Ngullar kaditj nidja Curtin mia mia Whadjuk Noongar boodjar kurayeye boorda.

The John Curtin Gallery acknowledges this place called Curtin is situated on Whadjuk Noongar lands.

We recognise the Whadjuk Noongar people as the traditional custodians of the land and pay our respects to their elders past and present who have continued their cultural and spiritual connections to country for the benefit of all.

Despite ongoing challenges from COVID 19 through the early part of the year, including delays brought on by closed borders, quarantine rules and shifting capacity limits, 2022 proved to be a successful showcase year of international, national and local artists of excellence.


PERTH FESTIVAL 25 February – 8 May 2022

2022 marked the 25th Anniversary of the John Curtin Gallery’s relationship with the Perth Festival. Since first collaborating with the Perth Festival in 1998 JCG has hosted some of the world’s best visual artists including Ragnar Kjartansson, John Akomfrah, Lisa Reihana, and U-Ram Choe.

This year we were proud to host acclaimed British filmmaker and installation artist, Isaac Julien.

Julien’s film installations and photographs incorporate different artistic disciplines to create a poetic and unique visual language. Featured in this groundbreaking exhibition were two seminal works: 10,000 Waves and the Australian premiere of Lessons of the Hour.

Some comments from our visitors:

“Incredible work and I appreciated not being over-monitored by guards; calm and attentive staff supported a positive experience thank you.”

“I have already recommended this excellent exhibition to friends and colleagues.”

“The reception staff are lovely and welcoming.”

“Loved it.”

Julie Dowling: Bidya Gurlbarl (Open Secret)  11 Feb – 20 March 2022

Julie Dowling, Tuppence (my great-grandmother), 2005, Acrylic, red ochre and plastic on canvas, 80 x 49.8cm. Image courtesy of the artist.

In Bunuru the Gallery also celebrated the powerful pictorial critiques of Badima (Yamatji) First Nation artist Julie Dowling with 15 artworks that highlighted the existence and legacy of enslaving Aboriginal people in Australia.

Although Aboriginal people may no longer be possessed and traded, Dowling comments on the legacy of how Aboriginal people were posed as ethnographic exhibits on postcards in the 19th and 20th century. 

Carrolup coolingah wirn

Carrolup Coolingah Wirn’, an exhibition which was officially opened in November 2021, reopened to visitors in February 2022.

Curated by Michelle Broun, the Curator of Australian First Nations Art at the John Curtin Gallery, the exhibition features works from the Herbert Mayer Collection of Carrolup Artworks created by children of the stolen generations and now part of the Curtin University Art Collection.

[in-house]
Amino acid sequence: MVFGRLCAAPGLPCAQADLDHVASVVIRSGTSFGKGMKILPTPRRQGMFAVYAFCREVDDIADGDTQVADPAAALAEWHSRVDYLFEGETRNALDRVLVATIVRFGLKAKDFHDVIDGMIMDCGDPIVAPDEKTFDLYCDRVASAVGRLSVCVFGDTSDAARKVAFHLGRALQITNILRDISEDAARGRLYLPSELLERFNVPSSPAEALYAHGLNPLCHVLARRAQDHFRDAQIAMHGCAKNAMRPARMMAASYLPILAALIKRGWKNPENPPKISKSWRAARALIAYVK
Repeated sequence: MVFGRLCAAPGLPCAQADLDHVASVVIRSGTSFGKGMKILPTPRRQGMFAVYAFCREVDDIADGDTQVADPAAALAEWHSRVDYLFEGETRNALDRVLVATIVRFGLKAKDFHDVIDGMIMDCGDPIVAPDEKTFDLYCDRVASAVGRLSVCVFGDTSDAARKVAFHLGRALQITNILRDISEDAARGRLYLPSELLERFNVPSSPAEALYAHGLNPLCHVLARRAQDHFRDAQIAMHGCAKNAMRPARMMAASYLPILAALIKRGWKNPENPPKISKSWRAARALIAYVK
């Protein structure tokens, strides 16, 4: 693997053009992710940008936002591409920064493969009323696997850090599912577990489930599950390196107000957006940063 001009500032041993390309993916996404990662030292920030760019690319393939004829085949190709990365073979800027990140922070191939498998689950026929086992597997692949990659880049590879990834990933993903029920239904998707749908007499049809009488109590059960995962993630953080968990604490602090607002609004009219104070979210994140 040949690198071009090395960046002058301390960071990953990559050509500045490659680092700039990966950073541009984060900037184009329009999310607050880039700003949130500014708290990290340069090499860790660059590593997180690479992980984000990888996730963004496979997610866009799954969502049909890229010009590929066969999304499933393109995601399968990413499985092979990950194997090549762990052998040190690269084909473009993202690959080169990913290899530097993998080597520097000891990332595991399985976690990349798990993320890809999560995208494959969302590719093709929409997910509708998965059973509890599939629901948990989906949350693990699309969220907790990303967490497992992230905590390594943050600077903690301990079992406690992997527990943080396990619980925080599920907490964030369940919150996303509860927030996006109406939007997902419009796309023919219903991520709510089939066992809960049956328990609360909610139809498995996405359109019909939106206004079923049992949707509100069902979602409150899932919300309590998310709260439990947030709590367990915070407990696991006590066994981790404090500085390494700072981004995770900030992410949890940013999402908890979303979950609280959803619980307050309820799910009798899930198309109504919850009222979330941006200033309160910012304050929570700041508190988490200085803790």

Ms Broun said the exhibition is one of many about the Carrolup collection and the child artists at the centre of the story, and is built upon decades of research and documentation across institutions which has been enhanced and enriched by community engagement programs.

“Carrolup Coolingah Wirn contextualises the story in relation to the development of a permanent home for the Carrolup works – a truth -telling centre which is planned to open at John Curtin Gallery towards the end of 2023.”

ENERGAIA: Imagining Energy Futures, 28 March – 8 May 2022

In March John Curtin Gallery presented Energaia, an exhibition of multi-disciplinary work from visual artists, filmmakers, designers and writers engaging with low carbon energy futures.

Lindy Lee: Moon in a Dew Drop, 3 June to 28 August 2022.

As the Western Australian borders re-opened and travel restrictions relaxed somewhat, we moved into Djeran Season with confidence, opening Lindy Lee: Moon in a Dew Drop by Australian Chinese Artist Lindy Lee. Curated by former MCA Director Elizabeth Ann MacGregor and Associate Curator Megan Robson, the exhibition was an other-worldly, zen-like experience of stillness and calm in nature. 

John Curtin Gallery Director, Chris Malcolm, said Lindy Lee: Moon in a Dew Drop was an exhibition of over 30 exceptional artworks from across four decades of the artist’s career.

“We are very fortunate that it has made its way over here so that Perth audiences have the opportunity to be immersed in this wonderful set of works that embody the breadth of Lindy Lee’s art practice as it has evolved over the past four decades. We are also very proud to be working with the Museum of Contemporary Art Australia in Sydney to present this exhibition of one of Australia’s most significant contemporary artists. Working with such an esteemed artist and partners at this level of excellence, we feel very privileged to be able to share this exhibition and have precious time with the artist for a recorded series of talks.”

This exhibition is curated by former MCA Director, Elizabeth Ann Macgregor OBE, supported by Associate Curator, Megan Robson and will introduce audiences to key works from across the artist’s extensive career, from early photocopy artworks to recent installations and sculptures.

Exhibition organised and toured by the Museum of Contemporary Art Australia. Project assisted by the Australian Government’s Visions of Australia program.

Some comments from our visitors:

“It gave us goosebumps! What an amazing exhibition!”

“Humbling and thought-provoking.”

“A perfect space for an exhibition that demands clarity of mind and Zen. Great curation.”